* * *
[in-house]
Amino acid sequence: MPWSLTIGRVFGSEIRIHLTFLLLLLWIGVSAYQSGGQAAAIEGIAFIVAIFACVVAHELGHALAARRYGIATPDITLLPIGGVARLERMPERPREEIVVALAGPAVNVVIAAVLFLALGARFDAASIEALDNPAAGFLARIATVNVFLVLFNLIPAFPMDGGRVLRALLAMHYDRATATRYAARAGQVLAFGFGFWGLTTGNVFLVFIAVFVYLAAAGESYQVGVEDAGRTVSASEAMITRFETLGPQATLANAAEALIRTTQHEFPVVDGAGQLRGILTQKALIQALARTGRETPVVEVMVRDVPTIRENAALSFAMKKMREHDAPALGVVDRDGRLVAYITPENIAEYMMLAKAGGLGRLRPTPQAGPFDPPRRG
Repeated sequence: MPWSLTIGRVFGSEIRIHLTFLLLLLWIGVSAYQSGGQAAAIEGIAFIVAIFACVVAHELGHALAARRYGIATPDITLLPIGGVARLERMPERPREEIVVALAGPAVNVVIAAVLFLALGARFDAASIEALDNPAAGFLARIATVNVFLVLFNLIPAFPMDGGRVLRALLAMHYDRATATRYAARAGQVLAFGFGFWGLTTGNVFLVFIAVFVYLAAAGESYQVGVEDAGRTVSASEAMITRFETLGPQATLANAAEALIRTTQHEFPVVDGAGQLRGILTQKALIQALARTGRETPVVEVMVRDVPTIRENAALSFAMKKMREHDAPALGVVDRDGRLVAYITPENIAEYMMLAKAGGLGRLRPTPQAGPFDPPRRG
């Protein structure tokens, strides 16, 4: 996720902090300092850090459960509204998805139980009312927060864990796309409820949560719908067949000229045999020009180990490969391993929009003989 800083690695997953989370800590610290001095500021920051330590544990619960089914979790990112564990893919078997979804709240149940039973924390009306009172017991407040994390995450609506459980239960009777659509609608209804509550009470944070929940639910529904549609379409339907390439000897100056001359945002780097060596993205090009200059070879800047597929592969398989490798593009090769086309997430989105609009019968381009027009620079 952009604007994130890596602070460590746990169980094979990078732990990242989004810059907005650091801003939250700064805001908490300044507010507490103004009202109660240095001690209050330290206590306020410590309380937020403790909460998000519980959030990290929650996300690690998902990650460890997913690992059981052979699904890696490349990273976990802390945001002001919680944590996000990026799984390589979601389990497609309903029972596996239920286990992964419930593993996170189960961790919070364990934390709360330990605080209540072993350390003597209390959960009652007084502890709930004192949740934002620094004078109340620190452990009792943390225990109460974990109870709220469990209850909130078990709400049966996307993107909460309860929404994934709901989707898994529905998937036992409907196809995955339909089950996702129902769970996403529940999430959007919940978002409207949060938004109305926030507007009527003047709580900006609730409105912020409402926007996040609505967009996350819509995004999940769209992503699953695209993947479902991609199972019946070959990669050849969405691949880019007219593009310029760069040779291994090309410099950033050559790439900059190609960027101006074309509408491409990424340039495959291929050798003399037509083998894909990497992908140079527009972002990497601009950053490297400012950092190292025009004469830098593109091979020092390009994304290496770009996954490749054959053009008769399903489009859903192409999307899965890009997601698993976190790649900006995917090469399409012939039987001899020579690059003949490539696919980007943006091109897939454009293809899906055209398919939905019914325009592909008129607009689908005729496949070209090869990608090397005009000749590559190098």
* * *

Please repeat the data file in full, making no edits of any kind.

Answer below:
[in-house]
Amino acid sequence: MPWSLTIGRVFGSEIRIHLTFLLLLLWIGVSAYQSGGQAAAIEGIAFIVAIFACVVAHELGHALAARRYGIATPDITLLPIGGVARLERMPERPREEIVVALAGPAVNVVIAAVLFLALGARFDAASIEALDNPAAGFLARIATVNVFLVLFNLIPAFPMDGGRVLRALLAMHYDRATATRYAARAGQVLAFGFGFWGLTTGNVFLVFIAVFVYLAAAGESYQVGVEDAGRTVSASEAMITRFETLGPQATLANAAEALIRTTQHEFPVVDGAGQLRGILTQKALIQALARTGRETPVVEVMVRDVPTIRENAALSFAMKKMREHDAPALGVVDRDGRLVAYITPENIAEYMMLAKAGGLGRLRPTPQAGPFDPPRRG
Repeated sequence: MPWSLTIGRVFGSEIRIHLTFLLLLLWIGVSAYQSGGQAAAIEGIAFIVAIFACVVAHELGHALAARRYGIATPDITLLPIGGVARLERMPERPREEIVVALAGPAVNVVIAAVLFLALGARFDAASIEALDNPAAGFLARIATVNVFLVLFNLIPAFPMDGGRVLRALLAMHYDRATATRYAARAGQVLAFGFGFWGLTTGNVFLVFIAVFVYLAAAGESYQVGVEDAGRTVSASEAMITRFETLGPQATLANAAEALIRTTQHEFPVVDGAGQLRGILTQKALIQALARTGRETPVVEVMVRDVPTIRENAALSFAMKKMREHDAPALGVVDRDGRLVAYITPENIAEYMMLAKAGGLGRLRPTPQAGPFDPPRRG
């Protein structure tokens, strides 16, 4: 996720902090300092850090459960509204998805139980009312927060864990796309409820949560719908067949000229045999020009180990490969391993929009003989 800083690695997953989370800590610290001095500021920051330590544990619960089914979790990112564990893919078997979804709240149940039973924390009306009172017991407040994390995450609506459980239960009777659509609608209804509550009470944070929940639910529904549609379409339907390439000897100056001359945002780097060596993205090009200059070879800047597929592969398989490798593009090769086309997430989105609009019968381009027009620079 952009604007994130890596602070460590746990169980094979990078732990990242989004810059907005650091801003939250700064805001908490300044507010507490103004009202109660240095001690209050330290206590306020410590309380937020403790909460998000519980959030990290929650996300690690998902990650460890997913690992059981052979699904890696490349990273976990802390945001002001919680944590996000990026799984390589979601389990497609309903029972596996239920286990992964419930593993996170189960961790919070364990934390709360330990605080209540072993350390003597209390959960009652007084502890709930004192949740934002620094004078109340620190452990009792943390225990109460974990109870709220469990209850909130078990709400049966996307993107909460309860929404994934709901989707898994529905998937036992409907196809995955339909089950996702129902769970996403529940999430959007919940978002409207949060938004109305926030507007009527003047709580900006609730409105912020409402926007996040609505967009996350819509995004999940769209992503699953695209993947479902991609199972019946070959990669050849969405691949880019007219593009310029760069040779291994090309410099950033050559790439900059190609960027101006074309509408491409990424340039495959291929050798003399037509083998894909990497992908140079527009972002990497601009950053490297400012950092190292025009004469830098593109091979020092390009994304290496770009996954490749054959053009008769399903489009859903192409999307899965890009997601698993976190790649900006995917090469399409012939039987001899020579690059003949490539696919980007943006091109897939454009293809899906055209398919939905019914325009592909008129607009689908005729496949070209090869990608090397005009000749590559190098």